Wood Stripper Durability

G

Guest

Guest
We have had rain, rain, and more rain here in Florida. Most of my neighbors are complaining but I keep thinking about all that water making its way to the local rivers. I've really got the itch to go get on the water for a few days. I finally have a little breathing room in my schedule and can now do just that. But my thoughts are these: I enjoy traditional style camping (canvas vs. nylon) much more than the modern style. I have the gear but floating it in a plastic boat just isn't the same. Don't get me wrong, I love the two canoes I have (Bell Wildfire and Morningstar) and I have tripped in both of them with great results but I really long for a boat that blends in with nature a little better.

Now that you all have a little background on me; my question is this: can a wooden canoe (other than a dugout) withstand hitting rocks, sliding and scraping through shallows, and occasionally riding up on cypress knees? I have been reading about the strippers that some of you have built and of how durable and easily repairable they are. I have woodworking experience and have built a 16' rowboat in the past so I believe that I am capable of constructing at least a crude stripper. I think this would be very rewarding but I don't want to go to all the expense and effort if I am going to punch a hole in the hull every time I take it out.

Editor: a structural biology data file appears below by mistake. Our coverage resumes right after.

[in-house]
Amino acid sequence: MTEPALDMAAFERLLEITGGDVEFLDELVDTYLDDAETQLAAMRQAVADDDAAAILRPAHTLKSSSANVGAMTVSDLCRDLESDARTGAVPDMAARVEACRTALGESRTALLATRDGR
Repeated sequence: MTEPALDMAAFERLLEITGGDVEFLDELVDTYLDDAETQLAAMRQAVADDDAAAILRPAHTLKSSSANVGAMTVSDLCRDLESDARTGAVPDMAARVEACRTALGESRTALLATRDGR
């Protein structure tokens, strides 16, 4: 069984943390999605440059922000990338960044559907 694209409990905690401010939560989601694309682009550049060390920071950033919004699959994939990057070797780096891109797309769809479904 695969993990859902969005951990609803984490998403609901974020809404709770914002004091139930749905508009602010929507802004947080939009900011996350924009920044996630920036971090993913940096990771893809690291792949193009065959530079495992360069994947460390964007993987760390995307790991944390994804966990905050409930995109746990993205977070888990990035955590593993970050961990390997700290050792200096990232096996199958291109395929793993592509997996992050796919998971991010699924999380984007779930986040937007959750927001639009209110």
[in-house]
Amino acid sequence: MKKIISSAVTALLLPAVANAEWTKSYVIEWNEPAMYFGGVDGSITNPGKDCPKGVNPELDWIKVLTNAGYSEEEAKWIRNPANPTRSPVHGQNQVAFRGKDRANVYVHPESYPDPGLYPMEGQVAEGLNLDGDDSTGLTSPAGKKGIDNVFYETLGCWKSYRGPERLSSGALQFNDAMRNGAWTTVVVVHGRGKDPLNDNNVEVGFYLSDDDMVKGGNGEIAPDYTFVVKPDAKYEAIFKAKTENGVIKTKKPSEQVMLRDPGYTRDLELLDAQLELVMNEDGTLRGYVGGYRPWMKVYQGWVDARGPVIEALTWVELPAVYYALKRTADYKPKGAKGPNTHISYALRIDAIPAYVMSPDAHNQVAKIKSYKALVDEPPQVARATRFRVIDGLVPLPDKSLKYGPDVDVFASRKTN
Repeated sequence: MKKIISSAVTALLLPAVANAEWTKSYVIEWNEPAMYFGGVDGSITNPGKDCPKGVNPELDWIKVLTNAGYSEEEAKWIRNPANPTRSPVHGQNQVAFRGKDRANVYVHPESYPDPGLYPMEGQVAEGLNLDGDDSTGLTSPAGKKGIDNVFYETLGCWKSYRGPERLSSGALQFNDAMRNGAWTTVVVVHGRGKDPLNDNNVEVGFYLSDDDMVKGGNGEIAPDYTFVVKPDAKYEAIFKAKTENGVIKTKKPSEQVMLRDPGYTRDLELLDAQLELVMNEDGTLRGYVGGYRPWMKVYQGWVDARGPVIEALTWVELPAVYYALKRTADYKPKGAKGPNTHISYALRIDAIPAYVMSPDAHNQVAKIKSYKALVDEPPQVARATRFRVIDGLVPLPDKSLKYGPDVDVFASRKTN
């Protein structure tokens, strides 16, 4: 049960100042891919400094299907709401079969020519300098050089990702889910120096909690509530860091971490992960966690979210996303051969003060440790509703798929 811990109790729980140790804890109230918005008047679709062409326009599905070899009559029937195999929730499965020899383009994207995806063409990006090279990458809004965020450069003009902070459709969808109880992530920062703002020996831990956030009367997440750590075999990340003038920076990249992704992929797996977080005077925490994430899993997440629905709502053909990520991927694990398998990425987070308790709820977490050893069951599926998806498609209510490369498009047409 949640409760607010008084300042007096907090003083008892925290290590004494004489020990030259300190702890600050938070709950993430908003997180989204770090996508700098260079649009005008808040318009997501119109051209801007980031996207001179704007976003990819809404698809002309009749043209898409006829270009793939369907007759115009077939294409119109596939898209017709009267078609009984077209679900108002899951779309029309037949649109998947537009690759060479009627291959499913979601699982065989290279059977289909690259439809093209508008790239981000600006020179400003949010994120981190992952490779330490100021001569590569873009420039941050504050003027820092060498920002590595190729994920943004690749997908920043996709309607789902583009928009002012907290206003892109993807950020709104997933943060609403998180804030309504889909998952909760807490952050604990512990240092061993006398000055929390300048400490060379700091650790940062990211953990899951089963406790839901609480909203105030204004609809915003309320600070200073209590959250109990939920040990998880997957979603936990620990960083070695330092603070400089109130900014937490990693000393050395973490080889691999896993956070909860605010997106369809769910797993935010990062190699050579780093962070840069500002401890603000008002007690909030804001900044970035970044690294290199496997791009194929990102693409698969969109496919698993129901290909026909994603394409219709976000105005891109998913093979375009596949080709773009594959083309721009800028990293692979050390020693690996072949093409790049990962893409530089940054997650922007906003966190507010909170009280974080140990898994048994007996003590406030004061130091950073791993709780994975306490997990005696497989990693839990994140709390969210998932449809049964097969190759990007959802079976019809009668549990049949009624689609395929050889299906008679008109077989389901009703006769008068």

If you think this might work for me does the entire boat have to be encased in epoxy? I know it wouldn't last as long but it would serve my purposes better. Can it be made of cypress? Sorry for all the questions but I am moving into unknown territory here. Thanks in advance for your time and advice.
 
Joined
Feb 1, 2013
Messages
3,460
If you build in traditional stripper style, yes the entire boat has to be encased in glass. The boat you end up with is not really a wooden boat; it's a fiberglass boat with a wood core. They are durable if you are willing to sacrifice weight. For instance, mine withstand multi-day trips in the Canadian Shield, and I don't treat my boats with kid gloves. However, I put two layers of six ounce cloth on the bottoms of mine. The first three that I built with a single layer are now in the retirement home.